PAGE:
According to an NAHB survey asking builders what challenges they expect to face in 2017, the availability and cost of both labor and land top the list. This narrative has been ongoing since the recovery began, but the way these two hurdles impact home prices—which have risen for 59 consecutive months and have reached all-time highs in markets like Denver and Seattle—bridges the gap between builders and buyers. Alongside the cost of development and building materials, labor and land are keeping builders from being able to deliver affordable product for first-time and entry-level home buyers in many markets.

Going into spring, labor constraints could play less of a role in the affordability challenge, as construction employment in January reached the highest level seen since 2008. December data from the Bureau of Labor Statistics also showed that the hiring rate reached the fastest pace since 2015, and the 7.3% unemployment rate stands in stark contrast to the February 2010 peak of 22%.

The tight supply of land and high cost of development is likely to offset any relief provided by the recent pickup in construction employment, however. According to comments from Metrostudy regional directors in our January BUILDER-Metrostudy demand index, high prices, scarcity of land in prime locations, and vacant developed lot inventory in general are pain points in over half of the 36 markets included in our survey. Average demand for buildable lots reached 7.53 on our 10-point scale in January, a 10.25% increase compared with a year prior, when the average score was 6.83.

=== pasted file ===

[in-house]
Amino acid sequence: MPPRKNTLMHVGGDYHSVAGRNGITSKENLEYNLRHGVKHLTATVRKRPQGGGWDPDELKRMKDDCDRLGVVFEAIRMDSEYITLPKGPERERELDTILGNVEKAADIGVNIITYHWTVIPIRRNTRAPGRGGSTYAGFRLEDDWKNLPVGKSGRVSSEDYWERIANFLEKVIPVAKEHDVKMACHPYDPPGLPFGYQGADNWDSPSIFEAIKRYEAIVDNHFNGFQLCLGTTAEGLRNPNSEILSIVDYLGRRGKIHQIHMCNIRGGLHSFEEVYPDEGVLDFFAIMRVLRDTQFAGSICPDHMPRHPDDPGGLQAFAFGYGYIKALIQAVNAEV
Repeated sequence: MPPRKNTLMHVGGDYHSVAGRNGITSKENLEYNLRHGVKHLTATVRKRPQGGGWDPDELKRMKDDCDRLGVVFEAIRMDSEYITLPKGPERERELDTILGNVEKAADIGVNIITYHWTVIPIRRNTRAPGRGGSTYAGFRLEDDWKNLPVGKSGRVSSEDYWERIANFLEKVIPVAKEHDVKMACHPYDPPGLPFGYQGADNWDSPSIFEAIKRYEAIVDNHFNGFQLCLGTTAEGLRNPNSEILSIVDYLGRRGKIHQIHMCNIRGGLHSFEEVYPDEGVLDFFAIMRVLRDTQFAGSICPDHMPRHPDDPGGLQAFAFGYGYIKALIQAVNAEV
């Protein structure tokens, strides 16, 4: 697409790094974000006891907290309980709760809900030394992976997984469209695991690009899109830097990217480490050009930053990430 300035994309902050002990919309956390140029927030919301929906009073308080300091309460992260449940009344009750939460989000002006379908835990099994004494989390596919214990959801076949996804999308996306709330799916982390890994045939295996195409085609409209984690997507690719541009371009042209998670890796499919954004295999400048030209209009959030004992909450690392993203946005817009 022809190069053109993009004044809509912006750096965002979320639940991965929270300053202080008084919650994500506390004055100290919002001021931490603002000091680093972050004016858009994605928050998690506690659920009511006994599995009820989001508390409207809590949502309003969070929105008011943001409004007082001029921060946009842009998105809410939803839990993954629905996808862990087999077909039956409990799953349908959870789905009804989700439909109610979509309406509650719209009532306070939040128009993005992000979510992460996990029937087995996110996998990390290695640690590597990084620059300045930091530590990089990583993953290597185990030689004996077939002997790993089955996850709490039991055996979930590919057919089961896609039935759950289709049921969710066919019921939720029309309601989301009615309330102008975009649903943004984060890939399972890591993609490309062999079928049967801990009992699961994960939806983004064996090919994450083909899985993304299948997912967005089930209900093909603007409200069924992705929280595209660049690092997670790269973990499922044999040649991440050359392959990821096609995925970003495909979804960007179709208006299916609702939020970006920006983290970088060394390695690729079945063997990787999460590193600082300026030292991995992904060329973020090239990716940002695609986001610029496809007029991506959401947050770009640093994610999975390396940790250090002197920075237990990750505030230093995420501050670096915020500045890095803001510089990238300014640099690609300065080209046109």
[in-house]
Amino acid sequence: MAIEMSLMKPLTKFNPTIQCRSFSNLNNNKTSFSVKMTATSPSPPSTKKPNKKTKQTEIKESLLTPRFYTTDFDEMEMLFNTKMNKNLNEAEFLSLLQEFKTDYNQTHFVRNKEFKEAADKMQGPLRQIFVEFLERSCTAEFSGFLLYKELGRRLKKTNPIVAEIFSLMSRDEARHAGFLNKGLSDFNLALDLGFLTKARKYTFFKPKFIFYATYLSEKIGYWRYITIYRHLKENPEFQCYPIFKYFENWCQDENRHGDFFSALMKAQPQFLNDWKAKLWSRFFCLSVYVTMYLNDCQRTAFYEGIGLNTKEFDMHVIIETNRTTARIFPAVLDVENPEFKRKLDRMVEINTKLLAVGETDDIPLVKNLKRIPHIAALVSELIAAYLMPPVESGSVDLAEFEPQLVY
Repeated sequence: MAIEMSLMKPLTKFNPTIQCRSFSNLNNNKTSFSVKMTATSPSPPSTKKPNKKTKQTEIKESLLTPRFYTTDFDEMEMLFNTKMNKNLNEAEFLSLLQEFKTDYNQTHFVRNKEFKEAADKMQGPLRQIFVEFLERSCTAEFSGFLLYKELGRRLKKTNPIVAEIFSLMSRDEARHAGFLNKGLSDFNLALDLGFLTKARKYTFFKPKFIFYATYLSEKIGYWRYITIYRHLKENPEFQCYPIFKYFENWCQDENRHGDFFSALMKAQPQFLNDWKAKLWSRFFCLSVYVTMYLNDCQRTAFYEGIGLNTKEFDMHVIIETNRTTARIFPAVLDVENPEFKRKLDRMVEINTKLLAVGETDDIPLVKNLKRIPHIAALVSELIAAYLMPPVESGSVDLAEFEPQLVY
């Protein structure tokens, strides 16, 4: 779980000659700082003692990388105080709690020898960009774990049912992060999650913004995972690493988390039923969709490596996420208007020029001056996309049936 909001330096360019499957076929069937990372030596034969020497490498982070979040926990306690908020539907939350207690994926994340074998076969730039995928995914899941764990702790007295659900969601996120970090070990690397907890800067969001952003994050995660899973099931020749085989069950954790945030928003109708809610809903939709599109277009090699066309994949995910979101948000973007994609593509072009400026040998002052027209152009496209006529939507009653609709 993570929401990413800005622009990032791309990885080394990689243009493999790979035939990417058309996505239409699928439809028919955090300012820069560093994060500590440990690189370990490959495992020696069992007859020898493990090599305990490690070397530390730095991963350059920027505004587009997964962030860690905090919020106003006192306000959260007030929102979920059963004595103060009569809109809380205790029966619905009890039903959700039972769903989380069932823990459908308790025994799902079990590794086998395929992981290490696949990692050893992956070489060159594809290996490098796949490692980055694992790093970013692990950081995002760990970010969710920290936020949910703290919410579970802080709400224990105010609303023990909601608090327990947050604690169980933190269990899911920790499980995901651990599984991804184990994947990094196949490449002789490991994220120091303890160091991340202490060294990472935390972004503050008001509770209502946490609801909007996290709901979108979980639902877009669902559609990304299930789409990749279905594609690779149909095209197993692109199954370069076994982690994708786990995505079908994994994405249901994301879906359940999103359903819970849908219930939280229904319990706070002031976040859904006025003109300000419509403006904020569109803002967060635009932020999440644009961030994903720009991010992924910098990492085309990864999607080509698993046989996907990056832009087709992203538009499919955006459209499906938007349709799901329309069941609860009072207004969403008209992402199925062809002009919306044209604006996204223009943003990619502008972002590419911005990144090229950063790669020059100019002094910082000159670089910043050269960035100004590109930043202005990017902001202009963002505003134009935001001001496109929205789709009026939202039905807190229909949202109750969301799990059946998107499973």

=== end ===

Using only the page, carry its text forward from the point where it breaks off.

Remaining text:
In markets like San Diego where lot inventory is controlled by a few hands, self-sourcing is the only option for many builders, and new market entrants are challenged by close contractor relationships. Builders in Dallas-Fort Worth have also resorted to buying and developing their own land in less desirable locations, as it’s the only way to deliver affordable product priced under $200,000.